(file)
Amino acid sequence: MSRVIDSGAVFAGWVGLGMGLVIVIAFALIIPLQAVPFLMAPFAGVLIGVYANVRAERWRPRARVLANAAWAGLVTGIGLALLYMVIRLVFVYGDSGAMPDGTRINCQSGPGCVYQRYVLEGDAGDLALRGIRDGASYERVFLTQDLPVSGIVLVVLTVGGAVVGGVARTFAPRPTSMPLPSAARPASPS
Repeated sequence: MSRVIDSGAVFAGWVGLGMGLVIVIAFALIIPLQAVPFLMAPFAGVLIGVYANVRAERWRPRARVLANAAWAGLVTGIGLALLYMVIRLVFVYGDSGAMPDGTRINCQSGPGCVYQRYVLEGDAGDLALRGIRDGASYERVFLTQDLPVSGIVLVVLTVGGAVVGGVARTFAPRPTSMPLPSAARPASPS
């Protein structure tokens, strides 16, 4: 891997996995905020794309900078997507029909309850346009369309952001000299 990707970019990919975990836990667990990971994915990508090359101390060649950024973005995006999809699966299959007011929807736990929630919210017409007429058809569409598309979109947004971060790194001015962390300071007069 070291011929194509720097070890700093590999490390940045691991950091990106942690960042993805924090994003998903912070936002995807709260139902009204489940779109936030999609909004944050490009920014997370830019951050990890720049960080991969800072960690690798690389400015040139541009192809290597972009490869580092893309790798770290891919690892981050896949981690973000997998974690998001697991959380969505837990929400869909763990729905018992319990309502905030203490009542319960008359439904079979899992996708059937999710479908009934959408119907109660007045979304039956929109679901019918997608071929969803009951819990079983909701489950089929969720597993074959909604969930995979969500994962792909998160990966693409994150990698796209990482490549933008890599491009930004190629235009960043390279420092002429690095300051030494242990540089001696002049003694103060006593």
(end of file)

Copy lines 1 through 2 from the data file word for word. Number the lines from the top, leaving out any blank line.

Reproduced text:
Amino acid sequence: MSRVIDSGAVFAGWVGLGMGLVIVIAFALIIPLQAVPFLMAPFAGVLIGVYANVRAERWRPRARVLANAAWAGLVTGIGLALLYMVIRLVFVYGDSGAMPDGTRINCQSGPGCVYQRYVLEGDAGDLALRGIRDGASYERVFLTQDLPVSGIVLVVLTVGGAVVGGVARTFAPRPTSMPLPSAARPASPS
Repeated sequence: MSRVIDSGAVFAGWVGLGMGLVIVIAFALIIPLQAVPFLMAPFAGVLIGVYANVRAERWRPRARVLANAAWAGLVTGIGLALLYMVIRLVFVYGDSGAMPDGTRINCQSGPGCVYQRYVLEGDAGDLALRGIRDGASYERVFLTQDLPVSGIVLVVLTVGGAVVGGVARTFAPRPTSMPLPSAARPASPS